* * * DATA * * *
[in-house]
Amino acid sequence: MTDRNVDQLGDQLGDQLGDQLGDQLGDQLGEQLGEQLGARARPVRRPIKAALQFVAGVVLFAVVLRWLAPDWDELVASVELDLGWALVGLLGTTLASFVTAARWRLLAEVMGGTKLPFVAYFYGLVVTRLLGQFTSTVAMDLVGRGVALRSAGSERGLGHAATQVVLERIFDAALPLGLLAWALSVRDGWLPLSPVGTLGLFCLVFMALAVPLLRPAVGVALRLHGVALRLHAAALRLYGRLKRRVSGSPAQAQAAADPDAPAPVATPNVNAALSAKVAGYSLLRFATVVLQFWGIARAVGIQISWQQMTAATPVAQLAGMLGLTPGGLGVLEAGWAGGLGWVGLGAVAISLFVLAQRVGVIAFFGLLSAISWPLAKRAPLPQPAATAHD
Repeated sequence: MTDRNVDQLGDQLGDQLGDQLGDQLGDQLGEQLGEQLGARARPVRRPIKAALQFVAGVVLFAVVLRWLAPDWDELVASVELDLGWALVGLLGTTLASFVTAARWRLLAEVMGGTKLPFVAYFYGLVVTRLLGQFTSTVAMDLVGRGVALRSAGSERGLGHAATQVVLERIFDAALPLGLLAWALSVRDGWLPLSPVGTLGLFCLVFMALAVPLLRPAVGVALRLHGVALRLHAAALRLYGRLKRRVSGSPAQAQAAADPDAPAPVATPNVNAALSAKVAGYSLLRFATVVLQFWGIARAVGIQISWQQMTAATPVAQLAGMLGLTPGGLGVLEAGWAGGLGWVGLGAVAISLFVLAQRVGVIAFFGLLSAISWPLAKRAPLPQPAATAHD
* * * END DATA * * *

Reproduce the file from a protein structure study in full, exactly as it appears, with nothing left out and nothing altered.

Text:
[in-house]
Amino acid sequence: MTDRNVDQLGDQLGDQLGDQLGDQLGDQLGEQLGEQLGARARPVRRPIKAALQFVAGVVLFAVVLRWLAPDWDELVASVELDLGWALVGLLGTTLASFVTAARWRLLAEVMGGTKLPFVAYFYGLVVTRLLGQFTSTVAMDLVGRGVALRSAGSERGLGHAATQVVLERIFDAALPLGLLAWALSVRDGWLPLSPVGTLGLFCLVFMALAVPLLRPAVGVALRLHGVALRLHAAALRLYGRLKRRVSGSPAQAQAAADPDAPAPVATPNVNAALSAKVAGYSLLRFATVVLQFWGIARAVGIQISWQQMTAATPVAQLAGMLGLTPGGLGVLEAGWAGGLGWVGLGAVAISLFVLAQRVGVIAFFGLLSAISWPLAKRAPLPQPAATAHD
Repeated sequence: MTDRNVDQLGDQLGDQLGDQLGDQLGDQLGEQLGEQLGARARPVRRPIKAALQFVAGVVLFAVVLRWLAPDWDELVASVELDLGWALVGLLGTTLASFVTAARWRLLAEVMGGTKLPFVAYFYGLVVTRLLGQFTSTVAMDLVGRGVALRSAGSERGLGHAATQVVLERIFDAALPLGLLAWALSVRDGWLPLSPVGTLGLFCLVFMALAVPLLRPAVGVALRLHGVALRLHAAALRLYGRLKRRVSGSPAQAQAAADPDAPAPVATPNVNAALSAKVAGYSLLRFATVVLQFWGIARAVGIQISWQQMTAATPVAQLAGMLGLTPGGLGVLEAGWAGGLGWVGLGAVAISLFVLAQRVGVIAFFGLLSAISWPLAKRAPLPQPAATAHD